BEFORE Carlos Salinas de Gortari became President of Mexico in December 1988, a mere 20 families controlled Mexico's trucking industry through government licensing. The monopoly made these few families wealthy.
After his election, Mr. Salinas - who holds a PhD in economics from Harvard - soon moved to deregulate the trucking industry, pushing the cost of transportation down and helping stimulate freer movement of goods.
The policy steps he followed in doing this were developed in detail ahead of time at the Autonomous Technological Institute of Mexico (ITAM) in Mexico City, in conjunction with several private Mexican economic institutes.
Policy development was done locally, though the study was funded by the International Center for Economic Growth (ICEG).
Mexico's successful deregulation of the trucking industry illustrates the impact of the quiet work of the ICEG, which has international headquarters in Panama City, administrative offices here in San Francisco, and a field office in Washington, D. C.
Nicolas Ardito Barletta, chairman of ICEG's board of overseers and manager of its international headquarters in Panama, is a former vice president of the World Bank for Latin America and also former president of Panama.
The board of overseers includes Paul Volcker, former chairman of the United States Federal Reserve Board, Raymond Barr, former prime minister of France, Roberto Campos, former minister of planning and finance for Brazil, and Saburo Okita, former Japanese minister of foreign affairs and director of planning.
Through ICEG, Dr. Barletta - who holds a PhD in economics from the University of Chicago - is striving to help build healthy economies in Latin America and other regions. ICEG has direct connections with a network of more than 240 indigenous economic policy institutes in 94 countries.
All are working to bring free-market reforms to their own economies. The network of experts tries to get market-oriented economic and human-development policies clearly stated and implemented.
ICEG's operating concepts are these:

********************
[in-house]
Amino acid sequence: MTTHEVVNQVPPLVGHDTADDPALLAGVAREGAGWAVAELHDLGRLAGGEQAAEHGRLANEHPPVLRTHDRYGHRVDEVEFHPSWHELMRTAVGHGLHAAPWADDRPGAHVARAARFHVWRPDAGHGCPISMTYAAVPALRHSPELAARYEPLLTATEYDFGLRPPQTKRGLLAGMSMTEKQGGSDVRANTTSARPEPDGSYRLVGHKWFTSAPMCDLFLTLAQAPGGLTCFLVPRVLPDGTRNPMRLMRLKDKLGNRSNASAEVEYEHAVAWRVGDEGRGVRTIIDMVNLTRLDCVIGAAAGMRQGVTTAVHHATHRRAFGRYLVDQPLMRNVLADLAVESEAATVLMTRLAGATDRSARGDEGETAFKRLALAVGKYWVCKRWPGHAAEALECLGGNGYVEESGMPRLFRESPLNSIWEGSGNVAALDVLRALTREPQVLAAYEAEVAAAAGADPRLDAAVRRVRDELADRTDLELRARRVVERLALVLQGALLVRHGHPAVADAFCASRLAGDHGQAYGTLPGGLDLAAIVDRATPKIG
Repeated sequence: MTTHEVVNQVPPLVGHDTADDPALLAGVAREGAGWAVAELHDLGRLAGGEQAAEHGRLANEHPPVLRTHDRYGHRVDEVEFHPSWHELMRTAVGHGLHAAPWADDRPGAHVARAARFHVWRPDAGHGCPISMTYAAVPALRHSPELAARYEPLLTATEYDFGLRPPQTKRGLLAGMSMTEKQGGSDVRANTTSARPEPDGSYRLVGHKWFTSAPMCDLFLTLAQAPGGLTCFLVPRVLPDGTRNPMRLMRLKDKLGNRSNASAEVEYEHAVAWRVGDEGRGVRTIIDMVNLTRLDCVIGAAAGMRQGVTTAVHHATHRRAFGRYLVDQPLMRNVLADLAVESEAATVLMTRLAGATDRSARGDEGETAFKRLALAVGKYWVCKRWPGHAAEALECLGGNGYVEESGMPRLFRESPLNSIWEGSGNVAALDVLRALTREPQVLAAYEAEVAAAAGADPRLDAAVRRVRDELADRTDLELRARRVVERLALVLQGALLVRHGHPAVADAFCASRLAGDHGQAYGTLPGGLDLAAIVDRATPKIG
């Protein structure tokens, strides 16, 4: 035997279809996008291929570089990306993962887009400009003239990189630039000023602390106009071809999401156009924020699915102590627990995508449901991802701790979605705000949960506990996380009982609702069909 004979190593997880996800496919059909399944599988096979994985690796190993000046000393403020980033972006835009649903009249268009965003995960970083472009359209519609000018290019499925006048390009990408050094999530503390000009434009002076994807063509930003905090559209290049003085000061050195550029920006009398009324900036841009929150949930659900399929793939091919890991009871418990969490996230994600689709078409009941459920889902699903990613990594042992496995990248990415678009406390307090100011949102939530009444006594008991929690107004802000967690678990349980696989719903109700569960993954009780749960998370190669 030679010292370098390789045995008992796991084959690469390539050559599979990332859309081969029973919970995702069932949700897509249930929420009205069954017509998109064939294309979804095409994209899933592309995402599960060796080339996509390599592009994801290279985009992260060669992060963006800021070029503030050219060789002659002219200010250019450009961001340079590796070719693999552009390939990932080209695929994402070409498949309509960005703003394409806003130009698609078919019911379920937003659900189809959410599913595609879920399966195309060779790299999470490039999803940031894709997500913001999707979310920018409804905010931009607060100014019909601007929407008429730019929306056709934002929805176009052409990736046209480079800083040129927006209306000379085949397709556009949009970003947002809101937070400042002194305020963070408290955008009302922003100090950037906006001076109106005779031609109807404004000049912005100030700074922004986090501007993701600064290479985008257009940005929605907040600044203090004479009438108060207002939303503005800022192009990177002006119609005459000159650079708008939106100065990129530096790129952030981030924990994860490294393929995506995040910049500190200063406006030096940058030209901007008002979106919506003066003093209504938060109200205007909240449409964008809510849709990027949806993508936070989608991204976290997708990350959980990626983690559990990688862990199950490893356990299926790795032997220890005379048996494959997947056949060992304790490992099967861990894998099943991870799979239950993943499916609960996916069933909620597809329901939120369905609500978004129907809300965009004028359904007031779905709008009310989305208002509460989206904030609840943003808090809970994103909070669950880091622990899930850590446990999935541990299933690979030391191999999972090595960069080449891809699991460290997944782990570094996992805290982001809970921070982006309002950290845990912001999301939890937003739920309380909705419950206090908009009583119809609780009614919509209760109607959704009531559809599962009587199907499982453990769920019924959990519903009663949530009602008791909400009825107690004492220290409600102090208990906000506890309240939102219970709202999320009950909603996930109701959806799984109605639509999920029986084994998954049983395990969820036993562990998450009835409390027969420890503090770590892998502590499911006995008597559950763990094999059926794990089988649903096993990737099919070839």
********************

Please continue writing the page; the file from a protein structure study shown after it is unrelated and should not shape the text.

* Facilitate the ability of countries to learn from each other.
* Utilize proven development concepts.
* Focus on practical, reformist policies, not on large grants or loans.
* Stress local ownership and investing in people at all social levels, giving them access to economic opportunity.
* Support policy experts who have done reform studies in ICEG-related institutes and have later been appointed to government jobs.
Such appointments have happened in both Mexico and Argentina, Barletta says.
ICEG's methods often involve a cross-fertilization between private sector planning and government implementation.
Barletta says one of the leading network institutes - Hernando de Soto's Instituto Libertad y Democracia in Peru - determined that one country in the region was requiring even small businesses to fill out 200 forms to get approval to operate legally.
The result of such policies in many countries, Barletta says, is that small businesses often just operate illegally. Another result is that many people simply can't participate in the legitimate economy, because it is so restrictive.
A. Lawrence Chickering, who worked extensively with ICEG when it was getting started around 1985 and is its associate director in San Francisco, says that "the way policies get formed is absolutely basic to progressive economies.
"As the world's economy becomes more and more interrelated, private citizens are increasingly in contact with each other, and this is where the real power of change comes in."
It is well understood, Mr. Chickering adds, that the key to economic progress is having "good policies, ones that are proven." But they need to be adapted to each culture, he says.
Chickering says that ICEG has sponsored studies comparing Latin America, which is just approaching a growth threshold, to the "more egalitarian region" of East Asia, where growth has become almost a norm. He and Barletta say that Mexico and Argentina will post dramatic records for growth.
President Carlos Saul Menem of Argentina has used work done by one of ICEG's correspondent institutes, the Institute of the Social Market Economy, to help him launch his successful privatization program.
Barletta said he feels that the Catholic Church, both in Rome and in Latin America, is increasingly emphasizing the advantages of the market economy as long as it supports human development.
Last year, ICEG was involved in a conference that brought economists and church bishops together in the Dominican Republic to "see if the social doctrine of the church and free market ideas can come together and satisfy the high objectives of morality." He feels that the two can do just that.
In May, ICEG will hold a conference in India on the economies of South Asia - Nepal, India, Pakistan, Sri Lanka, and Bangladesh.
This has been a slow-growth area where market-oriented ideas are just beginning to penetrate. A study of the region by Indian economist K. B. Lall along with five South Asian institutes will be released at the conference, Chickering says.
Prime Minister P. V. Narasimha Rao of India will open the conference.
While some of ICEG's funding comes from the Agency for International Development, the US government's foreign aid arm, it also receives funding from businesses and foundations.